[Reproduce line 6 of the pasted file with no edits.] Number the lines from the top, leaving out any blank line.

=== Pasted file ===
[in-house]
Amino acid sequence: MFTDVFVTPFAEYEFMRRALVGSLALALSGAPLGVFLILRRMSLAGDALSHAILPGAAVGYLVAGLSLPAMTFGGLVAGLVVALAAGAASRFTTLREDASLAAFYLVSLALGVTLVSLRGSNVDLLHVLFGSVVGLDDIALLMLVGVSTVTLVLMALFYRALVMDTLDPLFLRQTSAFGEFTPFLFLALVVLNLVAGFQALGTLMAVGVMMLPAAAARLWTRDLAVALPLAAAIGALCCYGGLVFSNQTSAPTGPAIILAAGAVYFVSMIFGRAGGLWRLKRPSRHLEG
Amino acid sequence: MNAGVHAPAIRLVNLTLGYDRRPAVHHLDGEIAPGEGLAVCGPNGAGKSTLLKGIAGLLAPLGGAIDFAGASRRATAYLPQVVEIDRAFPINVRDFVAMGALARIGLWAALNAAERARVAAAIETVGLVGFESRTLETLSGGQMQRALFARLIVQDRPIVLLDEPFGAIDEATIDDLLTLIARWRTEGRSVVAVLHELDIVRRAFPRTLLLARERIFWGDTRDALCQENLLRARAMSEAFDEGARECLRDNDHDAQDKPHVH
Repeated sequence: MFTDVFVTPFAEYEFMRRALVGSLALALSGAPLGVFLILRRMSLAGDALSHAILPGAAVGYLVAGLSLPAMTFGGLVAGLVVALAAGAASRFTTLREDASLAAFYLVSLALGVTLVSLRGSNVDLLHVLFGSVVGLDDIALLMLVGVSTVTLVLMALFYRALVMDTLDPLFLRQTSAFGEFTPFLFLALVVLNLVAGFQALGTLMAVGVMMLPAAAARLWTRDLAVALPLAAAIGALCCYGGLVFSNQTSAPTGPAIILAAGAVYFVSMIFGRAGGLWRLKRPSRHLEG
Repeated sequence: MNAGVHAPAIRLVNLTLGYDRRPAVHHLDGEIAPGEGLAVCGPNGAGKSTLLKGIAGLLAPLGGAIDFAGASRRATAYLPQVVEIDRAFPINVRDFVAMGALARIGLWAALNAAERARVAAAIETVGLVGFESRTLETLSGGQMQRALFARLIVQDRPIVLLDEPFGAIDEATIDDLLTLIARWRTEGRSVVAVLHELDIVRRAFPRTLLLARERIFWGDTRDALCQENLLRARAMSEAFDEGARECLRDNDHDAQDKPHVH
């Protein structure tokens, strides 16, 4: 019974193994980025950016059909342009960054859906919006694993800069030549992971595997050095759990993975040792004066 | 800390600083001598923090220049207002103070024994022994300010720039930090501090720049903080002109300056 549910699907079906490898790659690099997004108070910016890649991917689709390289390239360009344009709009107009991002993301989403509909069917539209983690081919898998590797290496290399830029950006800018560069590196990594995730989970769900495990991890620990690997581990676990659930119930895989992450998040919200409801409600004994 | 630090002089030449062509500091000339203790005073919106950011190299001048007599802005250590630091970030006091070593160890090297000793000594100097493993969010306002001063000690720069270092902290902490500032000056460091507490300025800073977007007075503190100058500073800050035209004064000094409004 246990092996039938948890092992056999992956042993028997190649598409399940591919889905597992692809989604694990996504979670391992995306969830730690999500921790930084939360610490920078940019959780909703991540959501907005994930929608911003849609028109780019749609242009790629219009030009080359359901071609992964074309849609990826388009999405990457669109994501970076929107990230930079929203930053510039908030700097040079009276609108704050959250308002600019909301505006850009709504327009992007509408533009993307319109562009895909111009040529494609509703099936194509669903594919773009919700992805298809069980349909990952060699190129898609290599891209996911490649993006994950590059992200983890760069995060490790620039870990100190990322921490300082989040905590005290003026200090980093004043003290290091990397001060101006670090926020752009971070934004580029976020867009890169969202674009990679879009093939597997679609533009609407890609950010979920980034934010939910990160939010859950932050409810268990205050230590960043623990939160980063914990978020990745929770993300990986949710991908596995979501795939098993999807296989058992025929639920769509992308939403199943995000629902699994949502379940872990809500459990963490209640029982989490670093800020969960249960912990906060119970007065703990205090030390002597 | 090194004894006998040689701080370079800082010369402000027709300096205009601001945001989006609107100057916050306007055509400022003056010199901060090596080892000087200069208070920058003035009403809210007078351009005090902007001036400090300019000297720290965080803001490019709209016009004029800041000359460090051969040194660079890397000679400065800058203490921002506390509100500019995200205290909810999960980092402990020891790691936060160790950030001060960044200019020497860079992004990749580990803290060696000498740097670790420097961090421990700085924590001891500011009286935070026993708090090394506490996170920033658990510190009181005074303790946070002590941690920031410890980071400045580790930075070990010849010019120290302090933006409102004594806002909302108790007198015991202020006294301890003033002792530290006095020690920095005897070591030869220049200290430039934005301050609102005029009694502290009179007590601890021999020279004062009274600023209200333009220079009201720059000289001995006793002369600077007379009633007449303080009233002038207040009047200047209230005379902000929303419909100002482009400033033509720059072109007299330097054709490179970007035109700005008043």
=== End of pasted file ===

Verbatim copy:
């Protein structure tokens, strides 16, 4: 019974193994980025950016059909342009960054859906919006694993800069030549992971595997050095759990993975040792004066 | 800390600083001598923090220049207002103070024994022994300010720039930090501090720049903080002109300056 549910699907079906490898790659690099997004108070910016890649991917689709390289390239360009344009709009107009991002993301989403509909069917539209983690081919898998590797290496290399830029950006800018560069590196990594995730989970769900495990991890620990690997581990676990659930119930895989992450998040919200409801409600004994 | 630090002089030449062509500091000339203790005073919106950011190299001048007599802005250590630091970030006091070593160890090297000793000594100097493993969010306002001063000690720069270092902290902490500032000056460091507490300025800073977007007075503190100058500073800050035209004064000094409004 246990092996039938948890092992056999992956042993028997190649598409399940591919889905597992692809989604694990996504979670391992995306969830730690999500921790930084939360610490920078940019959780909703991540959501907005994930929608911003849609028109780019749609242009790629219009030009080359359901071609992964074309849609990826388009999405990457669109994501970076929107990230930079929203930053510039908030700097040079009276609108704050959250308002600019909301505006850009709504327009992007509408533009993307319109562009895909111009040529494609509703099936194509669903594919773009919700992805298809069980349909990952060699190129898609290599891209996911490649993006994950590059992200983890760069995060490790620039870990100190990322921490300082989040905590005290003026200090980093004043003290290091990397001060101006670090926020752009971070934004580029976020867009890169969202674009990679879009093939597997679609533009609407890609950010979920980034934010939910990160939010859950932050409810268990205050230590960043623990939160980063914990978020990745929770993300990986949710991908596995979501795939098993999807296989058992025929639920769509992308939403199943995000629902699994949502379940872990809500459990963490209640029982989490670093800020969960249960912990906060119970007065703990205090030390002597 | 090194004894006998040689701080370079800082010369402000027709300096205009601001945001989006609107100057916050306007055509400022003056010199901060090596080892000087200069208070920058003035009403809210007078351009005090902007001036400090300019000297720290965080803001490019709209016009004029800041000359460090051969040194660079890397000679400065800058203490921002506390509100500019995200205290909810999960980092402990020891790691936060160790950030001060960044200019020497860079992004990749580990803290060696000498740097670790420097961090421990700085924590001891500011009286935070026993708090090394506490996170920033658990510190009181005074303790946070002590941690920031410890980071400045580790930075070990010849010019120290302090933006409102004594806002909302108790007198015991202020006294301890003033002792530290006095020690920095005897070591030869220049200290430039934005301050609102005029009694502290009179007590601890021999020279004062009274600023209200333009220079009201720059000289001995006793002369600077007379009633007449303080009233002038207040009047200047209230005379902000929303419909100002482009400033033509720059072109007299330097054709490179970007035109700005008043």